When it comes to hormone health, thyroid health is extremely important and luckily there are foods to help boost thyroid hormone production naturally. Hypothyroidism also known as underactive thyroid, is fairly common in the US, approximately every 5 out of 100 people in the US are diagnosed with underactive thyroid.
The thyroid gland is a small butterfly shaped gland located toward the bottom front of the neck. This gland uses iodine to produce two thyroid hormones known as T3 and T4. This gland is controlled within the brain through the pituitary gland and hypothalamus, which can recognize when thyroid hormones are too low or too high, and can signal to the thyroid gland to produce more thyroid hormones when needed. The thyroid hormones control the way the body uses energy and when there aren’t enough hormones being produced, the body slows down which can affect nearly every organ within the body. This can slow the metabolism, cause fatigue, weight gain, pain, inflammation, depression, ect.
So, to help maintain thyroid function, certain nutrients and antioxidants within our food play an important role, and one of these nutrients is vital for thyroid function. These nutrients include Iodine, which the body converts to thyroid hormones and is vital for production or T3 and T4 hormones. Iodine is not produced by the body, so it must be consumed through food or the thyroid can not function properly. Two other nutrients that help boost thyroid production are Selenium and Zinc. Both of these nutrients can be found in many foods that we consume, however selenium is also found naturally within the thyroid.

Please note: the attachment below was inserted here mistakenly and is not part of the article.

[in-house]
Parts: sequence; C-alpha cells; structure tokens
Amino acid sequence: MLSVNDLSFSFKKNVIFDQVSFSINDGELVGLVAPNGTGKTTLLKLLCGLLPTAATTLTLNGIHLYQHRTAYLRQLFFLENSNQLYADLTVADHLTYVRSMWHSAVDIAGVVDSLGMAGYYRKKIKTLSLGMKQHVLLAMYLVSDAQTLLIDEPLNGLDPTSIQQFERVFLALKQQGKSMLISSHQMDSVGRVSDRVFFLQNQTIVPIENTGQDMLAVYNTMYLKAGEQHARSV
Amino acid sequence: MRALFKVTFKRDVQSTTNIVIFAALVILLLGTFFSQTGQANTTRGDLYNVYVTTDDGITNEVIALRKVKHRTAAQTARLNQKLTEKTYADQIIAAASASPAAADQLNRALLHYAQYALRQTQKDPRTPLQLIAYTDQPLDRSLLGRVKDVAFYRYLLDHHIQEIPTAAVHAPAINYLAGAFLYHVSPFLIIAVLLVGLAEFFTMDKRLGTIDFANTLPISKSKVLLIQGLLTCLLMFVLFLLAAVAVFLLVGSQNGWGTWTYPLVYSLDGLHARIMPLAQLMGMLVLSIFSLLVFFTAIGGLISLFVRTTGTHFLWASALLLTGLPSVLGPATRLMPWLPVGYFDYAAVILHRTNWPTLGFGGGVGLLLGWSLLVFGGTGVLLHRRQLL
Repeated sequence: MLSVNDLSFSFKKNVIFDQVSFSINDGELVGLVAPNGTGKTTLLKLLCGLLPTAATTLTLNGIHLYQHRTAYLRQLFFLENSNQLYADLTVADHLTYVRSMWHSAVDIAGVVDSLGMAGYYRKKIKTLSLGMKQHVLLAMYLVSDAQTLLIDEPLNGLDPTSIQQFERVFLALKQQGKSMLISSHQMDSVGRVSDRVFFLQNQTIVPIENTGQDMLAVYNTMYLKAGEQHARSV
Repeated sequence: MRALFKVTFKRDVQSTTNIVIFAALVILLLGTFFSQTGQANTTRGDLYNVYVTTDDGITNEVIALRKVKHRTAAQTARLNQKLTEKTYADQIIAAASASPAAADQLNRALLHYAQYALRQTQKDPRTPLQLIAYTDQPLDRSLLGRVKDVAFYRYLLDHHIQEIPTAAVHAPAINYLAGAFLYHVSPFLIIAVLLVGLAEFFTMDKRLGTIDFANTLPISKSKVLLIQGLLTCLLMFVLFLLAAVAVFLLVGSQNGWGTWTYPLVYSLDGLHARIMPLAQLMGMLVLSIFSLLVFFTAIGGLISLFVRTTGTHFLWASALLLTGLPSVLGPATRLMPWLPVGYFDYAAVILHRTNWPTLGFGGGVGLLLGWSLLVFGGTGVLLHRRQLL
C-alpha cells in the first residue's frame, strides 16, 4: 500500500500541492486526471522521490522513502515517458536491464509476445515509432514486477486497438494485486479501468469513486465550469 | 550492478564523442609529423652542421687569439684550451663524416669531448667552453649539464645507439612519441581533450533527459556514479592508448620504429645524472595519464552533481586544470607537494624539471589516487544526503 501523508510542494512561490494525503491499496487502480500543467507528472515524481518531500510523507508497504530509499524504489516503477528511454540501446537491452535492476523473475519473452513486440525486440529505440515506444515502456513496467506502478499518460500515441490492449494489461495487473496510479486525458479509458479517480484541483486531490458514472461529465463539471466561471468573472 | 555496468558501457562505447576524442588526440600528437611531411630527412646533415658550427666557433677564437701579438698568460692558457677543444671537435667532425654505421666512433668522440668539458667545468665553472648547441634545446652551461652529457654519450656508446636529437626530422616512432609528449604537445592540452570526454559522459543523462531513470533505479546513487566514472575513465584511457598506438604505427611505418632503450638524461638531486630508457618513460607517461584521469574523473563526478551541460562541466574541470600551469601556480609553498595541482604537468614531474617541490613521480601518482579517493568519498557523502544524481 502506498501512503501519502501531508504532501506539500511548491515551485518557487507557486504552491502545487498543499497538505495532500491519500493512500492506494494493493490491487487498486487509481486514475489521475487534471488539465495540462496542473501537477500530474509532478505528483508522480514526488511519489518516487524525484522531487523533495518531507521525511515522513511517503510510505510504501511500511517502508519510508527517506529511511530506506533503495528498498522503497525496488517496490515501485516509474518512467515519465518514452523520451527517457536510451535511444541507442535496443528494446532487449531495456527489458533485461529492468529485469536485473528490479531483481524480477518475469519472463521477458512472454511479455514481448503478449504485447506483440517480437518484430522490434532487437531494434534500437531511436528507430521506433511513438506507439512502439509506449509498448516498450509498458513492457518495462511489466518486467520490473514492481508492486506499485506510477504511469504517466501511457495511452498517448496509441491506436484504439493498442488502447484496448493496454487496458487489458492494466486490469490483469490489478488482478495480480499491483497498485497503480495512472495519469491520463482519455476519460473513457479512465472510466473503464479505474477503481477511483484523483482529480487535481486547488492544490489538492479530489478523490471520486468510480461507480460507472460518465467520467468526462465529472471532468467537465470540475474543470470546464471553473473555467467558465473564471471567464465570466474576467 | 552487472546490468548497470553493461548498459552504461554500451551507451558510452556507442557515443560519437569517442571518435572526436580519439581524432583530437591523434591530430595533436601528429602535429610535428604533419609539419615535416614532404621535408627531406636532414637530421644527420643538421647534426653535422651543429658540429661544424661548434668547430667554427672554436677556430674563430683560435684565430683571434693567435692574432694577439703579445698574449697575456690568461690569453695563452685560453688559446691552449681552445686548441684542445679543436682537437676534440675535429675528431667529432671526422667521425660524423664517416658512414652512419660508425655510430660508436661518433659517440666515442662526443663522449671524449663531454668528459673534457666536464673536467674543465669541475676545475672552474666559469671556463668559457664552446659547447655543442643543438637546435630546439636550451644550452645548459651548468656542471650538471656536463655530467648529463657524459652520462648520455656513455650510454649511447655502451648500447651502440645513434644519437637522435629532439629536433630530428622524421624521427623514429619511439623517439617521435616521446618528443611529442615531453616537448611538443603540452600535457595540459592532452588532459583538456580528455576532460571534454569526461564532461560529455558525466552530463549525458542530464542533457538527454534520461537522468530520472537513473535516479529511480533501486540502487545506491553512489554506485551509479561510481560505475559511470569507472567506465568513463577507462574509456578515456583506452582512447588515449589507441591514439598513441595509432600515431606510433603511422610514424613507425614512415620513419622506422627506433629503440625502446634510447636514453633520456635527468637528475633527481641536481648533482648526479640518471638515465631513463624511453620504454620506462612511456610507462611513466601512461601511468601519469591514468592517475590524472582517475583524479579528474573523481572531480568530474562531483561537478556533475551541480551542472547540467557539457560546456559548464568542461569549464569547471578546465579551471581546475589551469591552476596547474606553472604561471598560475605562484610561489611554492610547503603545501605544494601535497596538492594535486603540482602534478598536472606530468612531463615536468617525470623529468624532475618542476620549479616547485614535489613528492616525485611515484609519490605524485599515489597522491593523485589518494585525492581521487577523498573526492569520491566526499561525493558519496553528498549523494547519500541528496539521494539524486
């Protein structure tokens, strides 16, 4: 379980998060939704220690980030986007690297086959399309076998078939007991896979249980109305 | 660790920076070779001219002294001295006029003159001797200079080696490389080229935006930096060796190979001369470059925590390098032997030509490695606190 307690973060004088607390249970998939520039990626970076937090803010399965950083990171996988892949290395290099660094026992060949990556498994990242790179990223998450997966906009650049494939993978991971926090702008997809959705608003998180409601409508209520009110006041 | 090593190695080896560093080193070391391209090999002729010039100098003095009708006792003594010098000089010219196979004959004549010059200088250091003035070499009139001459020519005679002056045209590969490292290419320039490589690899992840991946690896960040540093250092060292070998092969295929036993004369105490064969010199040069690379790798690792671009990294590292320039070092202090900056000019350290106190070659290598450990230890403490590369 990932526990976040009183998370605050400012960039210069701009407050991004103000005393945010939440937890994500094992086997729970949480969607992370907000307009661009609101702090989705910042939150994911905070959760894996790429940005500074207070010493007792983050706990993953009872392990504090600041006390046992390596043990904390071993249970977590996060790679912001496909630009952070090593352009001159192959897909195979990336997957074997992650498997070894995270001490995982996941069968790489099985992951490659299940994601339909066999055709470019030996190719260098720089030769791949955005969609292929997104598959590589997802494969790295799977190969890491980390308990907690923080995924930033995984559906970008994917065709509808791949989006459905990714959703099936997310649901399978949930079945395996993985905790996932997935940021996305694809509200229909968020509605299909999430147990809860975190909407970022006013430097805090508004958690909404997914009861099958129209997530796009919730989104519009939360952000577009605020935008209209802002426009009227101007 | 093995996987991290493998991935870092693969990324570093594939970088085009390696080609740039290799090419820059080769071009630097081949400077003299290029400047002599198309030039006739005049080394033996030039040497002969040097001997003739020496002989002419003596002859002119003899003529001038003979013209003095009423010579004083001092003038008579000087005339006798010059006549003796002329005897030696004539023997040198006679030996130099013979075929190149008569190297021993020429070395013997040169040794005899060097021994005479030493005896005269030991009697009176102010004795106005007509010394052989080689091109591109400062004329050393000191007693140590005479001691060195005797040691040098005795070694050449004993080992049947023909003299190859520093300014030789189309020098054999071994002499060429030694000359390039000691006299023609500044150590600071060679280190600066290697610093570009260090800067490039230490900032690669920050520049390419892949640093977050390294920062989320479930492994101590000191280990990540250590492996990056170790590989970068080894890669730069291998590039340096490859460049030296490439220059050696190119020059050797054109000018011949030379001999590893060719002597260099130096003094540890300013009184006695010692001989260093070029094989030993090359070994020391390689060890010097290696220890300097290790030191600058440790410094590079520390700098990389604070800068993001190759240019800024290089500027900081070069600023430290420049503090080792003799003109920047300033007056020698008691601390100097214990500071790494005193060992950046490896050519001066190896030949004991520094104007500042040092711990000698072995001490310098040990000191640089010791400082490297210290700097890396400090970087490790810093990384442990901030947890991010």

When it comes to eating, what we put in our bodies definitely matters when trying to boost thyroid hormones. Some great options to consider would be brazil nuts or yellow fin tuna which are loaded with selenium. Seaweed, celtic sea salt, dairy, whole eggs, or water fish are great sources for iodine. If you are looking for foods packed with zinc, try adding in some oysters, grass fed beef, yogurt, or pumpkin seeds.
There are also certain foods that should be avoided, including goitrogens which interfere with iodine uptake and have the potential to decrease thyroid hormone production. Goitrogens are mainly found in cruciferous vegetables. Soy is also another food that may interfere with how the body produces thyroid hormones and is best to be avoided. Focus on increasing nutrient dense foods and minimizing processed foods to help boost energy and improve weight management.
There are many medical conditions that lead to hypothyroidism, and while medication may be necessary for many individuals, there are also many foods that can help boost thyroid function that are great to consider in addition. As a good rule of thumb, it is always important to first check with your doctor before making any dietary changes as some foods may interfere with certain medications.
By Tara Carlton